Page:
Then, I read this article originally published on March 24, 2000 from the San Francisco Chronicle. In it, fellow Medal of Honor recipient Paul Bucha is quoted:
When I look at Liteky, I have respect for the courage of his views. It's difficult to be an iconoclast. It's much easier to go along. Men like Liteky are people who should force us to stop and think, and they should not be ostracized and criticized. They are entitled to their views, and perhaps if we listened we'd be better off.
He's right. I was wrong to be hesitant. Captain Liteky's heroism on December 6, 1967 is rightfully set apart from his later life, most of which I would likely have big philosophical problems with. For all our military chaplains - and all Americans - his actions under fire are to be commended and admired.

Liteky's Medal of Honor that he left at the Vietnam Veterans Memorial today is part of the collection at the National Museum of American History in our Nation's capital.

A dilemma

As readers of this space know, most of my regular content fits with the blog title: the stories of heroes, in particular those who have received the Medal of Honor or DSC/NC/AFC. I am ever in awe of the deeds of these great Americans, as I hope all my readers are too.

For December 6, I found a Medal of Honor Citation that jumped off the page at me for recognition (as if any MoH citation is mundane) because of who the individual was. I had started cutting and pasting and writing the blog post when I found out something troubling. This hero later renounced his Medal as a protest against our government and Nation, and returned it.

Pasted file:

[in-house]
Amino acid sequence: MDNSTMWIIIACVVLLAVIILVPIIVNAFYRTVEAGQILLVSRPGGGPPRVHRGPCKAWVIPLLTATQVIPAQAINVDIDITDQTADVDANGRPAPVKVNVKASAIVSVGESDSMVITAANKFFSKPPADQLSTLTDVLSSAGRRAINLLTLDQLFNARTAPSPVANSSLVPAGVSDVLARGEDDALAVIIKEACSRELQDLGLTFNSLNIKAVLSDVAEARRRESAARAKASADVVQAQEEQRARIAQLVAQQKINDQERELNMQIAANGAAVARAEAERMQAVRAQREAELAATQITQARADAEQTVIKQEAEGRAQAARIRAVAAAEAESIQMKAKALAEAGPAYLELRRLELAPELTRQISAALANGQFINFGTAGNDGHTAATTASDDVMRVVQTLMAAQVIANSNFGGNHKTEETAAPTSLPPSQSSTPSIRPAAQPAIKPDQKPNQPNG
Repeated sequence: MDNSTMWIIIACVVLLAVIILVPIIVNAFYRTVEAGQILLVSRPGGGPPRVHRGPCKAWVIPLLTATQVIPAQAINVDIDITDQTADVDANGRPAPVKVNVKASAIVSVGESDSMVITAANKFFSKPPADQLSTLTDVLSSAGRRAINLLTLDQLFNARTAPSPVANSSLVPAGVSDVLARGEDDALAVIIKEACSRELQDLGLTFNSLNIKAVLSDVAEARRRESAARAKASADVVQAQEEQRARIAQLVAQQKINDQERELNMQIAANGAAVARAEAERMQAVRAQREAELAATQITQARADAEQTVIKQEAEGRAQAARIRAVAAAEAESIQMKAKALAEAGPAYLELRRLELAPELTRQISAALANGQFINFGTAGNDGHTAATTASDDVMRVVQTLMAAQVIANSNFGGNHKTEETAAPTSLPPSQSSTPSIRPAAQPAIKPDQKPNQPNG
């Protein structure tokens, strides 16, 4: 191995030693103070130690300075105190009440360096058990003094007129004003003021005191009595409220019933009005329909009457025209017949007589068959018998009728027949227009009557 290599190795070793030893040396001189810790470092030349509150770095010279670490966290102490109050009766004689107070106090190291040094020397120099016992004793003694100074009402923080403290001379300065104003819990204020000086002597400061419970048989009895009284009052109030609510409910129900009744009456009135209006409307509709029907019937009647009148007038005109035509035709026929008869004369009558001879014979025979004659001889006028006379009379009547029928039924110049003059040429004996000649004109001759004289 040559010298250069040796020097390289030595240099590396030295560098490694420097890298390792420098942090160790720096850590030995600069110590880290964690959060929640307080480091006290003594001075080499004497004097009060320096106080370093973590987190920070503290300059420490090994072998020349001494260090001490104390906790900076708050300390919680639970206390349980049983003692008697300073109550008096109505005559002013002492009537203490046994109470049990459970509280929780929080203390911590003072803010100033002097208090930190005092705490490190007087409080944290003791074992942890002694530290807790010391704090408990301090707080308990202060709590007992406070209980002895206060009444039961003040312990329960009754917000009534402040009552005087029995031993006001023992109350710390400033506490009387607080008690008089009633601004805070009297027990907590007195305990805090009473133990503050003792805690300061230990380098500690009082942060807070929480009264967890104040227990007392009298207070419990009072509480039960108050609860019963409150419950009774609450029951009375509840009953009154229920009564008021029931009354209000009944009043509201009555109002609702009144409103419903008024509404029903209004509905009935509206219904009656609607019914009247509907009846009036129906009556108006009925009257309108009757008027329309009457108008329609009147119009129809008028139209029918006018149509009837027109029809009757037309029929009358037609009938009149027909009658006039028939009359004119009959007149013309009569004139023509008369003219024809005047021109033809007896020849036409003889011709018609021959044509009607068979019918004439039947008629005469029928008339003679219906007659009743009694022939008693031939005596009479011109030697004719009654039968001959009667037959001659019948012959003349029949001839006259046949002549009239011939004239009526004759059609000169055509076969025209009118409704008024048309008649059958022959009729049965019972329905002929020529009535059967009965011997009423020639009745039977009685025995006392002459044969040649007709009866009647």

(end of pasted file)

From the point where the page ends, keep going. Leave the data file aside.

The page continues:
I am a believer in the United States and our freedoms, including that of dissent. Lord knows I have enough issues with our government that I better believe in protecting dissent. I have a hard time though recognizing someone who rejects that our Nation can legitimately honor his actions while pursuing policies he disagrees with. To me, honoring this man in this space diminishes the deeds, courage, and sacrifices of the other 3,457 recipients of our Nation's highest honor.

Am I wrong? Way off base? There are five USMC Navy Cross recipients whose deeds fell on this day in 1950 I can choose from, or honor all five, as an alternative.

I have a record of honoring heroes with whom I disagree politically. There's only one Medal of Honor since 1900 that was awarded for actions on December 6. I'm just having a hard time understanding how a man who saved 20 American soldiers can reject his Nation's gratitude under any circumstances.

Please let me know what you think. Comment or send a tweet to me @allanbourdius


Monday, December 05, 2011

TFH 12/5: Major Thomas E. Dayton, USAF

The US Air Force's 22nd Special Operations Squadron was based in Thailand during the Vietnam War, flying the A-1 Skyraider. They flew interdiction missions over the Ho Chi Minh Trail, and also supported other operations, such as the rescue of downed aircrews.

On December 5-7, 1969 one gallant airman would not leave a downed comrade to the hands of the enemy. He repeatedly exposed his plane to ground fire at great risk to himself and because of his skill and courage, the rescue was ultimately successful. That airman was Major Thomas E. Dayton, and for his heroism, he received our Nation's second-highest honor: the Air Force Cross.